Timothy was small for his age. He had blonde hair and blue eyes that would light up lovingly whenever he saw his big brother. At 6 years and nearly 2 years, they were best buddies. He was not a baby anymore. He was a little boy with all the normal “little boy” traits: he talked non-stop, ran, kicked a ball, laughed at Humphrey Bear, and, at 21 months and 19 days, he died.
For all parents, the thought of cot death is there until that magical “12-month” mark where the child apparently becomes invulnerable. So much greater the shock therefore when on a September morning, I found my little boy dead in his cot.
The immediate “post-SIDS” problems are documented in many places, but I wish to draw attention to a problem that I have not found to be addressed anywhere and involves the issues surrounding having subsequent children.
Timothy died in September. In November, I fell pregnant. I was sick. Not physically, but mentally and emotionally. I had barely laid my child to rest in the ground when the hormones of pregnancy took control of my body. I had no desperate desire for a daughter, but this child had to be a girl, simply to be different. I rearranged the house so the baby would be in a different room. I thought long and hard about monitoring, but decided it was not the answer. The only answer was to watch the child till he/she was one day older than Timmy had been. Only then would the child be safe. At 37 weeks, the emotional drain was too much, and I could no longer cope with the pregnancy. A scan was done to ensure the child was large enough to be delivered with a view to induction. The scan also told me however, that I was to deliver another boy.
After 15 hours labour (the contractions of which I tried to fight ” to prevent the child from being born ” thereby preventing it from dying!), I was delivered of a 2.7kg boy.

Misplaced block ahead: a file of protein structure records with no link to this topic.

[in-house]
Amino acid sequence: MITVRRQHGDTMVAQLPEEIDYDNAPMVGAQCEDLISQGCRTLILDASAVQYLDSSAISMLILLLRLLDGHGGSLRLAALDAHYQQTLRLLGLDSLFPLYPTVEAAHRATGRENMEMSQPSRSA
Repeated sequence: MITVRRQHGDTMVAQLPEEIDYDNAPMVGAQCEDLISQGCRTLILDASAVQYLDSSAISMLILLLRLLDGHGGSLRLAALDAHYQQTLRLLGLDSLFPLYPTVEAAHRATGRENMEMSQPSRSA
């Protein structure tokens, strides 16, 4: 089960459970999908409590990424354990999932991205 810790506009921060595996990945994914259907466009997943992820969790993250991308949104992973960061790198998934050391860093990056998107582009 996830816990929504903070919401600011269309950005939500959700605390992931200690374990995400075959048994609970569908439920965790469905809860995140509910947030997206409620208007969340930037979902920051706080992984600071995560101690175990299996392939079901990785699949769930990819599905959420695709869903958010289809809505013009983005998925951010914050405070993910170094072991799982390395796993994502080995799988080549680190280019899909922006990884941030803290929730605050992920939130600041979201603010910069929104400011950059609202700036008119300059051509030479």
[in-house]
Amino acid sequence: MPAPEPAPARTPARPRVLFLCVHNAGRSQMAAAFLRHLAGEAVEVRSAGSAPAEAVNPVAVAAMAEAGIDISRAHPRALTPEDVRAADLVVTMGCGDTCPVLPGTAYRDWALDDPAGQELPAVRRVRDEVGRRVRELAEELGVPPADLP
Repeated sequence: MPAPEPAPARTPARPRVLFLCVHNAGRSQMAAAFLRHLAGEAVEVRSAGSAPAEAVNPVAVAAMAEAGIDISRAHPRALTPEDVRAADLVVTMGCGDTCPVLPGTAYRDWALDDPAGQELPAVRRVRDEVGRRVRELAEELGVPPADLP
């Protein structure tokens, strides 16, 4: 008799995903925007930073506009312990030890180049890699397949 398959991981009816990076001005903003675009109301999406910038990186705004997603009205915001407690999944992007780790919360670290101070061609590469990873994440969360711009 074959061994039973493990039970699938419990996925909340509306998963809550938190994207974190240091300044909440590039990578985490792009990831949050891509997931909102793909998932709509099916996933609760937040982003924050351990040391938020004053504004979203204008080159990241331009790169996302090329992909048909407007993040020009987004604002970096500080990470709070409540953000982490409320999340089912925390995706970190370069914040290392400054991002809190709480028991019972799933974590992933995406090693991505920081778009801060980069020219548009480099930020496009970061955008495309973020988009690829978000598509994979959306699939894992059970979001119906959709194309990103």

Once the reality of a baby was with me, I decided that the only way I could cope was to make as much as possible different. I would breastfeed, for surely that would afford me some protection. Evan though had different ideas. Much later it was discovered he had a medical problem, which prevented him feeding properly but by the time this was discovered, it was too late. So along with the “post natal blues” and still grieving for Timmy, I now had to contend with feelings of rejection from my new baby. I eventually convinced the doctor that we would both do much better at home and if he wanted a healthy baby, my sanity was of paramount importance. So at 5 days of age, I took home a 3-week premature child who was not feeding properly and still jaundiced.
In hindsight the first few days were not too bad. I could put him down and leave him, but only for short times, however, as he grew older I felt there was no alternative but to be continually beside him as he slept. I felt that once he was past the same age Timothy had been, he would be OK, but until then I could not relax. I had to watch him as he slept ” always. There were times when I had to leave him alone, but they were few, and while away from my sleeping child, I would feel physically ill.
When Evan was barely seven months old, I found I was pregnant again. The thought of two children under 16 months was daunting enough, but with the continued stress of Evan it was unbearable. Without the support of my Community Health Nurse I would not have made it to the following November when another son, Andrew, was born.
In my eyes, Andrew was not at risk of SIDS because he was far too young. Evan was approaching the “danger age”. Statistics would say differently but emotions talk louder than statistics in situations like this. Andrew would be fed, changed, put down and left so that I could watch Evan. He was, in my mind, in great danger as he approached that magical age. Ironically, his milestone of 21 months and 20 days fell on Mothers’ Day. What a present! That night I slept for 14 hours.
Now, however, it was time to turn my attention to Andrew. I began to enjoy Evan since he was now “safe”, but my enjoyment of him was hampered by increasing fears for Andrew as he got older, but whether through exhaustion or a little confidence through having got Evan past that mark, the fears were not as strong as previously. It was only as he approached the 18-month mark (by which time I was pregnant again) that I started watching and checking him every 10-15 minutes. He passed that age safely and for a short time I was able, for the first time, to enjoy my two baby boys.
In October of 1988, I delivered a little girl. After four boys, this was a shock! After four boys though, she was also very precious. The sick fear started again within hours of her birth. They became so real it was not a matter of “what if I lose her” but more “when I lose her”. She was constantly watched and hovered over until she too reached that magical age.